Illuminating 2016 is a computational journalism project that will empower journalists covering the 2016 presidential campaign. Political reporters must cover not only stump speeches, campaign events, and TV ads, but also what is happening on social media. Covering it increases transparency and accountability of the campaigns, and is a way to take the pulse of the electorate. The sheer volume of information that flows through social media, however, makes it challenging to report accurately and comprehensively. Our goal is to help journalists in that important work by providing a useable yet comprehensive summary of the content and sentiment—that goes beyond counting likes or retweets. Illuminating 2016 will enable political journalists an insightful yet accessible summation of the important political conversation online.
This project is supported by the Knight Foundation, the Tow Center for Digital Journalism at Columbia University, the Center for Computational and Data Sciences and the BITS Lab at the School of Information Studies at Syracuse University
The Illuminating 2016 project has several goals. First, as a research project we seek to understand what indicators on social media can be used to determine support for presidential candidates. Journalists tend to look at the most easily observable metrics, such as followership rates. Yet, there are likely better indicators that determine electoral success. Second, as an applied project, we seek to understand what political journalists need to best report on elections, factoring in the complex social media landscape. That is, we have the opportunity to work with journalists through the primaries, conventions, and general election to provide analysis and data visualizations most useful to their reporting.
To achieve these objectives, we are collecting the Facebook and Twitter messages and images of major party presidential candidates. We are also collecting Facebook comments, and retweets and mentions on Twitter. We are building an automated system to tag the types, topics, and sentiment of candidate messages, and will do the same for the public’s conversation. Critical for this work is to interview and observe about 30 political journalists to understand their needs for reporting. Interviews will inform the design of a website we will build in the spring to provide data visualizations and automated reports.
In our early conversations with journalists, they highlight challenges in reporting on the social media of campaigns because of the volume, multiplicity of platforms, and technical challenges in collecting, aggregating, and analyzing messages by the candidates and the public. Journalists express genuine interest in knowing what are indicators of probable success. For example, should the massive following that Donald Trump has on Twitter suggest he will be the eventual nominee? Hence, one significant and timely benefit of this project is to support journalists in their reporting of the 2016 election cycle, and in future election cycles. We also expect to present at conferences and to publish the use and design of the Illuminating 2016 website using design-science and participatory design principles to assist practitioners.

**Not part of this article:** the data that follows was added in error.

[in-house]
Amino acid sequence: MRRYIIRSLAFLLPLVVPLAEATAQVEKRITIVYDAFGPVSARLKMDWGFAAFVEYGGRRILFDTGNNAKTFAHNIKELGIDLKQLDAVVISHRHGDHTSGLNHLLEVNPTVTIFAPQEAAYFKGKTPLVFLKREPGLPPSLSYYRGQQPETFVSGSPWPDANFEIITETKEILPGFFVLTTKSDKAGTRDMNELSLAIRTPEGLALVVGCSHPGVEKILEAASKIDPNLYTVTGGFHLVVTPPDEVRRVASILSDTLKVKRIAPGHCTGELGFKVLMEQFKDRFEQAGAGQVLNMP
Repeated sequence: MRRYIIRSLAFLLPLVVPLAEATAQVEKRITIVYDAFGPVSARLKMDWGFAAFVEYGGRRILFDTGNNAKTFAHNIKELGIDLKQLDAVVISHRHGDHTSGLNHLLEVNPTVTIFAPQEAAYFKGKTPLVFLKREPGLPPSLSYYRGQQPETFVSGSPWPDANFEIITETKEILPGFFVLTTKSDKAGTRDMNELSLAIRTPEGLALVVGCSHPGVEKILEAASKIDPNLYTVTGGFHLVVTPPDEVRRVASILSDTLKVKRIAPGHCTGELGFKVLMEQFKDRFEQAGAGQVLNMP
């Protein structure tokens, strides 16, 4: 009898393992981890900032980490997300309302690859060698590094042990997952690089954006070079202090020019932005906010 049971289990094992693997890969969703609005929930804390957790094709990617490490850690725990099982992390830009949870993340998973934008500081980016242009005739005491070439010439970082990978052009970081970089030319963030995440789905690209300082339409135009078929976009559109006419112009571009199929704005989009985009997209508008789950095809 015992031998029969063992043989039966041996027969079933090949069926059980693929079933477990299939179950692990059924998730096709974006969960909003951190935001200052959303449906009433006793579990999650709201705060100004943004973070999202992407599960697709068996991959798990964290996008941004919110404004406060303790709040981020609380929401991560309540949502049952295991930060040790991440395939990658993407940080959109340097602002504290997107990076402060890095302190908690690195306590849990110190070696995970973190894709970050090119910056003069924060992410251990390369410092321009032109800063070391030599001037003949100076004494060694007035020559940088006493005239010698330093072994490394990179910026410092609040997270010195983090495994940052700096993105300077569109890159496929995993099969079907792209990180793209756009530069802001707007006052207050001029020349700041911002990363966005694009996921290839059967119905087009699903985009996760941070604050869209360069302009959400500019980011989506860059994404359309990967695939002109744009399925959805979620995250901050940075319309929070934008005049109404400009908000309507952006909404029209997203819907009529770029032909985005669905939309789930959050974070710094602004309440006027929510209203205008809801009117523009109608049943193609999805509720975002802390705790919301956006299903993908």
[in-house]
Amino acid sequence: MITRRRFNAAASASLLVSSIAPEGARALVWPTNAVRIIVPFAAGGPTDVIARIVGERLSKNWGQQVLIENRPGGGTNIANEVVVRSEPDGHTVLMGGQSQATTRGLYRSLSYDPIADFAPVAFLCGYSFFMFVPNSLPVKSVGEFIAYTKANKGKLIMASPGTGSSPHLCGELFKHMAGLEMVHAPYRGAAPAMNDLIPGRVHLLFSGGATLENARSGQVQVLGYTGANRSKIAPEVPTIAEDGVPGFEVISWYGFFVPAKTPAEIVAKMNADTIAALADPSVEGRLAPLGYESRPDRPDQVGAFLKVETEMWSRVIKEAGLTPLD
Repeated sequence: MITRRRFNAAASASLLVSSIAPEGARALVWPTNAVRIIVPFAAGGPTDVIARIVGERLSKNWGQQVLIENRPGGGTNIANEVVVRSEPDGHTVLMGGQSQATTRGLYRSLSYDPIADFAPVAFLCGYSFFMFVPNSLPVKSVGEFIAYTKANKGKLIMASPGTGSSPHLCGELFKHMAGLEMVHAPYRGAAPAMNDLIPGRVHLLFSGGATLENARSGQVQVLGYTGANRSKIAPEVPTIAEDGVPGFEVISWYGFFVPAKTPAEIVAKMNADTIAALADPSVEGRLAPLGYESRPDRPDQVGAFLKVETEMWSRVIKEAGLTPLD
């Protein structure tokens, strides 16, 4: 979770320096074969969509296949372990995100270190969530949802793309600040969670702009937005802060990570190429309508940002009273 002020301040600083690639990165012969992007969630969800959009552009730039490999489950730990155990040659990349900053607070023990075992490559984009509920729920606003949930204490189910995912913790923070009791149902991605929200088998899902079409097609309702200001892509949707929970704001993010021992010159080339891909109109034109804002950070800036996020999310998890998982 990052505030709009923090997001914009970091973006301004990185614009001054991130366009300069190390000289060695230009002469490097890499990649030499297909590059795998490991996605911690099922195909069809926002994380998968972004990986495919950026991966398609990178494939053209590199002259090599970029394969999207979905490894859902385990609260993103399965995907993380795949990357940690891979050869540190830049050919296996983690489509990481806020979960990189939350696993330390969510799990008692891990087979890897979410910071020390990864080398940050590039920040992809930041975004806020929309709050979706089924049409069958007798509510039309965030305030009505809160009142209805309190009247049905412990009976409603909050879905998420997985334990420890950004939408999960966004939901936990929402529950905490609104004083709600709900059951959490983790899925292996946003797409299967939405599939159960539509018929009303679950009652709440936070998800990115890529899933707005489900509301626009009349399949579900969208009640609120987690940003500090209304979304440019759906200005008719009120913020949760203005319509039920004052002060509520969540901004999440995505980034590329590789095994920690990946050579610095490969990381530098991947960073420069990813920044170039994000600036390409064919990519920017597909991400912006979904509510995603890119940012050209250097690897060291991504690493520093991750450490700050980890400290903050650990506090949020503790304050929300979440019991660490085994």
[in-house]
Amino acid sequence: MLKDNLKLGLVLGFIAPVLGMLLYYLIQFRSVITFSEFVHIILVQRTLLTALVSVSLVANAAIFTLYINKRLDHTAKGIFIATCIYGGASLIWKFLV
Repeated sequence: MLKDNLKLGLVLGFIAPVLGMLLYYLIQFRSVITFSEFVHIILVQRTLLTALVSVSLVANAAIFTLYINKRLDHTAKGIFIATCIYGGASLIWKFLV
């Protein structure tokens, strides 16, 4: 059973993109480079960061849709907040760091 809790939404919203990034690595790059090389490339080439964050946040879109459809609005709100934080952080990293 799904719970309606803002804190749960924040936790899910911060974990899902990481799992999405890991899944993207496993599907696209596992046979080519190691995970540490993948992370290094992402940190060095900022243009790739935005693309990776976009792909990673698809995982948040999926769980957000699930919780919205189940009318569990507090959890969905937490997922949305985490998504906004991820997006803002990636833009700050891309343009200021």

Second, we will advance research. We expect to publish two to three significant conference papers and peer-reviewed journal articles. These will examine the change in campaign messaging over time on social media, the nature or extent to which presidential candidates drive the policy discussion that the public has during the campaign, the types of campaign messages the public interacts with and spreads the most, the ways that major events, such as debates or political gaffes, are talked about or go viral and how that shapes the discussion, as well as analysis about political fragmentation and the extent to which the public in 2016 talked only with like-minded people. These papers will advance basic knowledge and also aid journalists in considering the role of social media in campaigns.
Third, we are training masters and doctoral students in the techniques that support computational journalism, which is an increasingly needed skill in newsrooms.
To cite the Illuminating 2016 website, e.g. data, images:
Stromer-Galley, J., Hemsley, J., Tanupabrungsun, S., Zhang, F., Rossini, P., Bryant, L., McCracken, N., Hegde, Y., Semaan, B., Jackson, S., Boichak, O., Li, Y., Harandi, M., Robinson, J. (2016). Illuminating 2016 Project. http://illuminating.ischool.syr.edu
To cite the categories and the machine learning work that created the categories:
Zhang, F., Stromer-Galley, J., Tanupabrungsun, S., Hegde, Y., McCracken, N., Hemsley, J. (2017). Understanding Discourse Acts: Political Campaign Messages Classification on Facebook and Twitter. Proceedings of the 2017 International Conference on Social Computing, Behavioral-Cultural Modeling & Prediction and Behavior Representation in Modeling and Simulation (SBP'17), George Washington University, DC, July 5-8, 2017.
To cite the overall methods and collection of social media messages for the Illuminating 2016 project:
Hemsley, J., Stromer-Galley, J., Tanupabrungsun, S., Hegde, Y., Zhang, F., McCracken, N. (2017). Collection and Classification of Illuminating 2016 Social Media Data. http://illuminating.ischool.syr.edu/blog